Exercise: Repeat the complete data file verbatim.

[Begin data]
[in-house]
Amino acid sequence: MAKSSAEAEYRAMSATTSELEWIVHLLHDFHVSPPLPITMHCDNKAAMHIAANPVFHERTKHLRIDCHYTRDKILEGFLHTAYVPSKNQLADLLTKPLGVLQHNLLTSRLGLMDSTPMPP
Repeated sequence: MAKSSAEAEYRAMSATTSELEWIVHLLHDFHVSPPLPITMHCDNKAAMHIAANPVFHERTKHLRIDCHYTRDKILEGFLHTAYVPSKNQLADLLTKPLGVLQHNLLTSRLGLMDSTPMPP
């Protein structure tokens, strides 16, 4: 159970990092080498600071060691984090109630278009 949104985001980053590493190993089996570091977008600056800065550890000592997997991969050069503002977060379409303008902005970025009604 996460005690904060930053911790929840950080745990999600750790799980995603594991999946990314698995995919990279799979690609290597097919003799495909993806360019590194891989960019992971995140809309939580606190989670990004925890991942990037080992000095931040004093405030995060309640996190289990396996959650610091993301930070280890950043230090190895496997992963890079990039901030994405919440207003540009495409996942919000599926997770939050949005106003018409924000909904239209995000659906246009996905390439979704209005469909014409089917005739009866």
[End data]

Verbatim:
[in-house]
Amino acid sequence: MAKSSAEAEYRAMSATTSELEWIVHLLHDFHVSPPLPITMHCDNKAAMHIAANPVFHERTKHLRIDCHYTRDKILEGFLHTAYVPSKNQLADLLTKPLGVLQHNLLTSRLGLMDSTPMPP
Repeated sequence: MAKSSAEAEYRAMSATTSELEWIVHLLHDFHVSPPLPITMHCDNKAAMHIAANPVFHERTKHLRIDCHYTRDKILEGFLHTAYVPSKNQLADLLTKPLGVLQHNLLTSRLGLMDSTPMPP
């Protein structure tokens, strides 16, 4: 159970990092080498600071060691984090109630278009 949104985001980053590493190993089996570091977008600056800065550890000592997997991969050069503002977060379409303008902005970025009604 996460005690904060930053911790929840950080745990999600750790799980995603594991999946990314698995995919990279799979690609290597097919003799495909993806360019590194891989960019992971995140809309939580606190989670990004925890991942990037080992000095931040004093405030995060309640996190289990396996959650610091993301930070280890950043230090190895496997992963890079990039901030994405919440207003540009495409996942919000599926997770939050949005106003018409924000909904239209995000659906246009996905390439979704209005469909014409089917005739009866």